“If you can guess what I have in my pocket, you can have it.” My grandfather, Poppa Wilson, would always create some cryptic game with us grandkids. It was always fun and it always taught me a lesson I’d as soon remember as forget. It was my birthday, and we were gathered at his house for the celebration.
One thing you had to know- there was never a right answer with Poppa Wilson. And there was never a wrong one, either. He was the ultimate Devil’s Advocate, disagreeing with any physicist about which colors actually comprise the rainbow, and disagreeing with the pope himself about the flight patterns of angels.
But never call him a “Devil’s Advocate”, per se. You see, he fought the Devil to a standstill in Venice once, an occasion that caused him obvious angst. He’d always tell us that he’d tell us that story someday, but he was already pushing 93 years of age.
He stood there in the hallway in his plaid newsboy cap and plaid jacket, hand over his breast pocket, covering the shape of whatever was inside.
“What if I don’t guess, Grandpa?”
“How’s that?” His ears were probably waxed shut for a decade. His Einsteinian moustache looked like mouse whiskers as he crinkled his nose. His nose crinkling was involuntary and endearing.
“What if I already know what’s in your pocket and don’t have to guess? Then do I still get what’s inside?”
He had a look of mock pain as he backed up. Poppa Wilson made believe he’d just been shot, hand still on his breast pocket. “Now, you know that knowing something is cheating, don’t you? Just like studying for a test, that’s cheating. How could you ever get a wrong answer if you already know it beforehand? It lowers your odds to zero, and anything having zero odds is simply not fair.”
Grandpa liked banter very much. He used it to teach, he used it to play, and he did it better than anyone else I’ve met. Sometimes when a person wants to be on a roll, you just need to push them to get going and let gravity take its course. So I baited him. “I disagree. I think knowing is better than guessing.” When you jockeyed an argument with Poppa, you never really knew what your own opinion was. Or his, for that matter. All you knew was that he disagreed.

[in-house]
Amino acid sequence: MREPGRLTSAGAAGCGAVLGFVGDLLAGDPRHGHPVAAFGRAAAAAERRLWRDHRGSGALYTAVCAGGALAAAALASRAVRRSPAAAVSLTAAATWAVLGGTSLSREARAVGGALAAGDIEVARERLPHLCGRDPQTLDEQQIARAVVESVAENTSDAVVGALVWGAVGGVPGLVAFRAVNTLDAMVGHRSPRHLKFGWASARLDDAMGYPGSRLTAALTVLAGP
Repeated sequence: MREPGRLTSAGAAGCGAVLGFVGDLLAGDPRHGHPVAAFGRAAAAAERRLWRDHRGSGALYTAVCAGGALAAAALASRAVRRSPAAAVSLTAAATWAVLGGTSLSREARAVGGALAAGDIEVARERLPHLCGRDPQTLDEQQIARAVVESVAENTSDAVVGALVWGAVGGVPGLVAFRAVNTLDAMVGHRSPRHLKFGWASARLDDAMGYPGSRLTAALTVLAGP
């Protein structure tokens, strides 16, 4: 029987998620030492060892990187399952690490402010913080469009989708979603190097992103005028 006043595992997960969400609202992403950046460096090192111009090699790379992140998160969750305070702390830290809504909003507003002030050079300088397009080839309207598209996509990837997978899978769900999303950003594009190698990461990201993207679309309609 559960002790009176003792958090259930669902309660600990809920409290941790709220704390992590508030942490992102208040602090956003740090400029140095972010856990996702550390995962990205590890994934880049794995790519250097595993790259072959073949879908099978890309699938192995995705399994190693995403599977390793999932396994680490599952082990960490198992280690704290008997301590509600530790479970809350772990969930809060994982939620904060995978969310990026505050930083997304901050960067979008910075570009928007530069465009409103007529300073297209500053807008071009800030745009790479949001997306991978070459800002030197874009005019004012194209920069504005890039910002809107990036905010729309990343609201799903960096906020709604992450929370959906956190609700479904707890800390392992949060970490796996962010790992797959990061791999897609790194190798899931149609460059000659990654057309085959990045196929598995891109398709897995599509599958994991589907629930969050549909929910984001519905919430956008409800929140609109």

“Why, it goes against nature, son. There’s no such thing as knowing anything. The natural world guesses, don’t you see? One day, it guessed me and you right into existence! Maybe to you I look like a dotty old goat, but I’ve read a couple of books. Scientists say atoms pop into and out of reality all the time! So when the teacher asks you, ‘what’s one apple plus another apple?’ you just tell her, ‘Hey! There’s no way I can know that! One of the apples might disappear suddenly, or another apple might show up out of nowhere.’”
I laughed at that. I’m not sure if it’s because of the oversimplification of quantum physics or because he forgets I’m in college, where we don’t add apples.
He patted his jacket pocket and smiled in between nose crinkles. He added surprised blinking to his endearing involuntary tics, apparently. “Well? What’s in my pocket?”
I told him. “I saw you putting your car keys in your plaid jacket last night, Poppa Wilson. And I overheard you telling Grandma that you’d be giving me your car for my 18th birthday. My ears aren’t as bad as yours, you know.” I smiled at him. Something about his good nature rubbed off on you.
He uncovered his hand from the jacket. Then he laughed at me. “Right answer, wrong pocket.” His jacket- this jacket, didn’t have a pocket. It must have been new, but it looked so much like the other one.
Grandpa reached into his right pant leg and took out the key to the large American automobile in the driveway. “There’s no way of knowing something until you find it out for sure, my boy. Until then, all you have is your best guess.” He dropped the key into my stunned open palm, crinkled his nose, and then walked over to the couch.